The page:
19 Mar Fee forms for fees paid to doctors’ associations: (finally) some guidelines
Fees for medical services provided by doctors in hospitals are generally collected centrally by the hospital and subsequently paid out to the individual doctors. In practice, it often happens that the doctors unite themselves in a so-called ‘pool’, being an association or partnership, without legal personality, that collects the fees from the hospital and subsequently transfers those fees to the doctors on the basis of a certain allocation key.
As a taxpayer subject to legal entities tax, the hospital is in principle obliged to report these fees on an annual basis on individual fee forms (281.50), thus revealing the amount and the recipient of the said fees to the tax authorities. Should the hospital refrain from doing so, it may expose itself to the so-called ‘secret commissions’ tax’, being a separate tax that amounts to 103% of the incorrectly or non-reported fees.
Fee form for the pool or for the individual doctors?
Generally speaking, the hospitals have no insight into the pool’s internal allocation key, often resulting in the pool drawing up only a single fee form for the full amount, naming the pool as the beneficiary. This practice appeared to find support in a specific position of the tax authorities from 2012 regarding fees that were paid by the National Institute for Health and Disability Insurance (‘RIZIV’) to local consultation committee (‘lokale overlegcomités’ or ‘LOK’). In that specific situation, the tax authorities accepted that only one fee form is drafted in the name of the person responsible for the local consultation committee.
This practice, however, was condemned by the Special Tax Squad. This is illustrated by a recent case that was published in the press with respect to the hospital ‘Ziekenhuis Oost-Limburg’, which was exposed to a ‘monster fine’ in the amount of 103% of the fees paid.
Given the lack of clarity for the hospitals and their advisors in this matter, a position was issued by the medical interest group ‘Zorgnet-Icura’ on 1 June 2017, urging its members to prepare the tax forms for calendar year 2016 in the name of the pool for the full amount, and to identify the underlying members of the pool in the comment area of the tax form as ultimate beneficiaries.
The deadlock for the sector came at a new height when in 2017, the Minister of Finance, also distanced himself from the practice one of drawing up a single fee form in the name of the pool,. In a reply to a Parliamentary Question, the Minister indeed confirmed that in principle a fee form must be drawn up in the name of each member of the pool, stating his or her share in the revenue.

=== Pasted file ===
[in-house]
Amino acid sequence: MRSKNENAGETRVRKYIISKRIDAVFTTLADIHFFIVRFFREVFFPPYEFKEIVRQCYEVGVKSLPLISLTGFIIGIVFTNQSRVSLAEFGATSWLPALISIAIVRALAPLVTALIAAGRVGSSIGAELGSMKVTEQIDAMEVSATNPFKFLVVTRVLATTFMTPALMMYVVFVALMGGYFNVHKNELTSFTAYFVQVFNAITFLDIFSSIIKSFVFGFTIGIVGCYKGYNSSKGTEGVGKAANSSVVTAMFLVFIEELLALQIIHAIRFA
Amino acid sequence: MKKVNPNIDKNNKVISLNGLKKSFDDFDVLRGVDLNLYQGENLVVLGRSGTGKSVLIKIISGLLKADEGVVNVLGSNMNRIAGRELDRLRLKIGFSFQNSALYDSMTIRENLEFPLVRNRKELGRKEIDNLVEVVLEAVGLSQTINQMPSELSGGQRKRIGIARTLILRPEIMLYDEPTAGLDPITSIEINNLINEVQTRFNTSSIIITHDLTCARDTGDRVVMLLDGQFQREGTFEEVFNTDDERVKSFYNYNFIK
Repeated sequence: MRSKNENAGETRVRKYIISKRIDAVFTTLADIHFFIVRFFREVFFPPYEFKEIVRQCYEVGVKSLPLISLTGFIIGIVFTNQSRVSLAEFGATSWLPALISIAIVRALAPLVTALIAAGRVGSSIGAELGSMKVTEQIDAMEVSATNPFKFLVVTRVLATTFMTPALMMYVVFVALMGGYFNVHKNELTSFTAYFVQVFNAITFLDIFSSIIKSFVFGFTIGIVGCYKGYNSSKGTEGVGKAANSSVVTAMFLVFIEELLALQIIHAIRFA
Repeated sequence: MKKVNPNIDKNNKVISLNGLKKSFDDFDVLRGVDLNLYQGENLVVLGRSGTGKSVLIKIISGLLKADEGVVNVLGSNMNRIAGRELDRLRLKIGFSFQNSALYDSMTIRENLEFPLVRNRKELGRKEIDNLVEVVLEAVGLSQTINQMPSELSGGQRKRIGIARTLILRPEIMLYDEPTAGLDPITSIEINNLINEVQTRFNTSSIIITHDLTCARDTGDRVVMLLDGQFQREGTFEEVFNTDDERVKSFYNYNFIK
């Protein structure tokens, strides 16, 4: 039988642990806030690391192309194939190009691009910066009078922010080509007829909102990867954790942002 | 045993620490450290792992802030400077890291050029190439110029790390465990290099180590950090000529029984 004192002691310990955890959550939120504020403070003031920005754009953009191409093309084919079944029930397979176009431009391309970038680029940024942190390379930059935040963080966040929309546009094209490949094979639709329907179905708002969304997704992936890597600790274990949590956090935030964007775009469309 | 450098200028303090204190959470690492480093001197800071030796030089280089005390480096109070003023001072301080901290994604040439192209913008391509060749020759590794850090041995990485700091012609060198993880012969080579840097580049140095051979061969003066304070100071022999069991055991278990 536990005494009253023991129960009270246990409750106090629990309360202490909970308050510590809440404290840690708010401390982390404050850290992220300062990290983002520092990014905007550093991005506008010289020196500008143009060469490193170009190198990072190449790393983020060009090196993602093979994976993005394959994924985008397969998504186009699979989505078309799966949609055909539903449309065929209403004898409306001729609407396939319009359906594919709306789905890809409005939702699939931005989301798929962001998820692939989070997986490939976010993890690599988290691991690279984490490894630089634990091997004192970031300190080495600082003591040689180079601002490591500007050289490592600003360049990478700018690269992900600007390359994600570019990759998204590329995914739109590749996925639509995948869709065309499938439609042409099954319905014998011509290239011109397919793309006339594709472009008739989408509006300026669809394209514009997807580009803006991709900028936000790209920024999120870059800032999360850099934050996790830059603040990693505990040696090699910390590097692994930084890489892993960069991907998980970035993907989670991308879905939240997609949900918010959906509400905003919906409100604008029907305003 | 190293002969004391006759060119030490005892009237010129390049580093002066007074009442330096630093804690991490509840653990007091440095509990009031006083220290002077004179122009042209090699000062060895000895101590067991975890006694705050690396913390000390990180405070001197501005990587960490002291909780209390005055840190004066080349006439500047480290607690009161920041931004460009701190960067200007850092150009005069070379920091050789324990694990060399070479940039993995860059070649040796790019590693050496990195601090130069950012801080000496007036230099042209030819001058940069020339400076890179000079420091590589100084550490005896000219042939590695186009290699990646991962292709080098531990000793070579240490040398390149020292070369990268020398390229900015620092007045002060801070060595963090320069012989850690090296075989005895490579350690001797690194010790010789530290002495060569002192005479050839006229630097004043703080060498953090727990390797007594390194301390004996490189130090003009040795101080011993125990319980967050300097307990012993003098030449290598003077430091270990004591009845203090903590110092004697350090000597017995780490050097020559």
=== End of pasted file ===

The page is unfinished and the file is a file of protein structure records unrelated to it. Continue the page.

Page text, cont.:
Guidelines through the FPS Public Health
All of this led to consultation between the FPS Finance and the FPS Public Health, which very recently resulted in a letter from the FPS Public Health to the hospitals. In summary, this letter clarifies that it is no longer possible to draw up a single fee form in the name of the pool, but as from now individual fee forms need to be drafted for each individual member, for his or her personal share in the revenue.
This does, however, require that the hospital has insight on the internal allocation key of the pool on the basis of which the individual members are remunerated, which in practice it often lacks. If the hospital is not timely informed about this internal allocation, the hospital needs to draw up individual fee forms on the basis of ‘RIZIV/VI’ data and not on the basis of the payments effectively made by the pool to the individual care providers. The latter is in no way in the interest of the individual doctors, as this will lead to discrepancies between the amounts reported in the individual fee forms and the amounts reported by the individual doctors in their tax returns.
Irrespective of the binding nature of this letter (which originates from the FPS Public Health), it is also explicitly stated that the statement does not contain take a position or has an impact on current disputes. The statement would therefore only provide guidance with respect to tax forms as of calendar year 2017, which need to be filed ultimately by the end of June 2018.
Knot left to unravel
Those who were anticipating a long-awaited end to the questions pertaining to the fee forms for doctors’ pools remain dissatisfied. Not only is there no legal certainly for hospitals that have in the past, in good faith, drawn up (global) fee forms, also for the future no clear solution is offered for the practical difficulties that hospitals face in this respect.
Not only hospitals are confronted with issues with respect to this reporting obligation. Also taxpayers subject to corporate income tax or legal entities tax are faced with a similar problem, when in need to file fee forms for services provided by, amongst others, de facto associations. Also for these taxpayers the guidelines do not provide a solution.
Should you have any further questions regarding your fee forms or you wish to obtain a better view of the impact on your individual situation, you can always contact Mythra Tax Lawyers.